D: Pour the liquid back into the saucepan and cook on low heat, stirring constantly. It will continue to thicken as it cooks.
E: Add in butter. Just keep stirring until the whisk leaves swirls from the stirring. As it cools, the custard will thicken even further. See how gloppy it is? Love the speckled look from the vanilla beans. 🙂
F: I like to store the crème pâtissière in a ketchup bottle because it makes the job of filling the choux puffs easier.
Making the Choux Pastry
If you have never tried making choux, let me tell you that it is easier than it looks, and a lot less temperamental than macarons. Step aside, Beard Papa cos Mama’s in da house.
– 1 cup water
– 55g unsalted butter
– 1/2 teaspoon salt
– 120g plain flour
– 3 large eggs + 1 large egg (beaten lightly)
1. Place the water, butter and salt in a heavy saucepan. Bring to a boil. When the butter is completely melted, remove from the heat and add the flour all at once.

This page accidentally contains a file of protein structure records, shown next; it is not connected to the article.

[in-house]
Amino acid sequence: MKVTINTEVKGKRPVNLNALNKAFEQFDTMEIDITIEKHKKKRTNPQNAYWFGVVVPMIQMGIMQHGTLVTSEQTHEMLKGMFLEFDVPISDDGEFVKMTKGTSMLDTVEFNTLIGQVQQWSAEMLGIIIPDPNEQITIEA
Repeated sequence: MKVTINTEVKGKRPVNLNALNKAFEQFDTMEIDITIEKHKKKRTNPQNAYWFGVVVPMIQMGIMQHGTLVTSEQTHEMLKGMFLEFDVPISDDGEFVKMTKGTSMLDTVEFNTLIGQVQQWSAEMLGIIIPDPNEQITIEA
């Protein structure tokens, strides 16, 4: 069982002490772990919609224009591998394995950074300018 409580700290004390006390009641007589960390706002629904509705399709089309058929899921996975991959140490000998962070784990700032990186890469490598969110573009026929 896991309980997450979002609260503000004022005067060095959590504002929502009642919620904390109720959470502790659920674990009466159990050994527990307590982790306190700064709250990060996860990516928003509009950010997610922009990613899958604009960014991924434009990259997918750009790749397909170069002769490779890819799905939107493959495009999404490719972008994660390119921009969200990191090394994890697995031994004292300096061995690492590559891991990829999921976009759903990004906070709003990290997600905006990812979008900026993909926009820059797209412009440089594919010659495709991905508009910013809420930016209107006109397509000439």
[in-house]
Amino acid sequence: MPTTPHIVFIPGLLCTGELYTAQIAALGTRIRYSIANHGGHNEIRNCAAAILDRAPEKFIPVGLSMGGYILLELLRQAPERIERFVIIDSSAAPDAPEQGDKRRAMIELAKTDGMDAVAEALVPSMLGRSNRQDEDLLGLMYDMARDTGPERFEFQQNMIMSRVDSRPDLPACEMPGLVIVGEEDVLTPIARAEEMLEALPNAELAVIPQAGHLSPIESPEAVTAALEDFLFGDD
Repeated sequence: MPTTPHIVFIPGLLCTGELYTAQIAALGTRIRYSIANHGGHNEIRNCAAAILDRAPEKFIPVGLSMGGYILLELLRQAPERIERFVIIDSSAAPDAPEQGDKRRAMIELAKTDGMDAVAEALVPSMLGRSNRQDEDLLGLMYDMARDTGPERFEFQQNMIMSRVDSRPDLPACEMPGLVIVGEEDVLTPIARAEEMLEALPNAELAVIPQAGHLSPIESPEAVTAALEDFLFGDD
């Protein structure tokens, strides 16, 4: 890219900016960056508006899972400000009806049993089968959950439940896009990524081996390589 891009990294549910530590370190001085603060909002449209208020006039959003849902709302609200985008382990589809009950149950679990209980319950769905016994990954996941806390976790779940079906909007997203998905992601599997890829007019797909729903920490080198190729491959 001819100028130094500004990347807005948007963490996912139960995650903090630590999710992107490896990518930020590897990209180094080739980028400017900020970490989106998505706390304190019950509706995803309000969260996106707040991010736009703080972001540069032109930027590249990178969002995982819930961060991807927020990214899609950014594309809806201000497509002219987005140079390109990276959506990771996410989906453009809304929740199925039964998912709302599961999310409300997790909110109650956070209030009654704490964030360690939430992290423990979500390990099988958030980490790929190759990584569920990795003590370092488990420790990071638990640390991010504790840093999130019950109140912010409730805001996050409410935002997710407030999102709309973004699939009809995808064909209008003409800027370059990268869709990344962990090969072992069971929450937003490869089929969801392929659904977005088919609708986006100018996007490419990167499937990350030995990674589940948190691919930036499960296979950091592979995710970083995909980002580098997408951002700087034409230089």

2. Mix rapidly with a spatula until fully combined.
3. Place the mixture on the stove over a low heat and dry mix for about 5-6 mins. The dough should be soft and but not sticky. If there is a thin white crust at the bottom of the pan, it means the dough is sufficiently dried.
4. Transfer to a bowl and spread to cool. Let the dough cool slightly.
5. Add the 3 eggs one at a time, incorporating each fully before adding the next.
6. Add the last egg a little at the time to control consistency. You do not want a mixture that is too runny, else the choux puff will not hold its shape. If the mixture looks right to you, stop adding the egg. The dough should be smooth, shiny and as thick and heavy as mayonnaise.
A: Melt butter, water and salt. The moment it comes to a gentle boil, remove from heat and pour in flour all at once.
B: Mix rapidly. Do not stop. It will be messy and clumpy but don’t worry. Just keep going.
C: Place the saucepan back onto the stove, over low heat, and continue stirring. The dough will magically come into a ball that will no longer stick to the sides and bottom of the pan. Make sure your dough is sufficiently dried.
D: Take the saucepan off the heat and add the 3 eggs one at a time, incorporating each fully before adding the next. Stir rapidly. It will get sloshy all over again but that’s normal.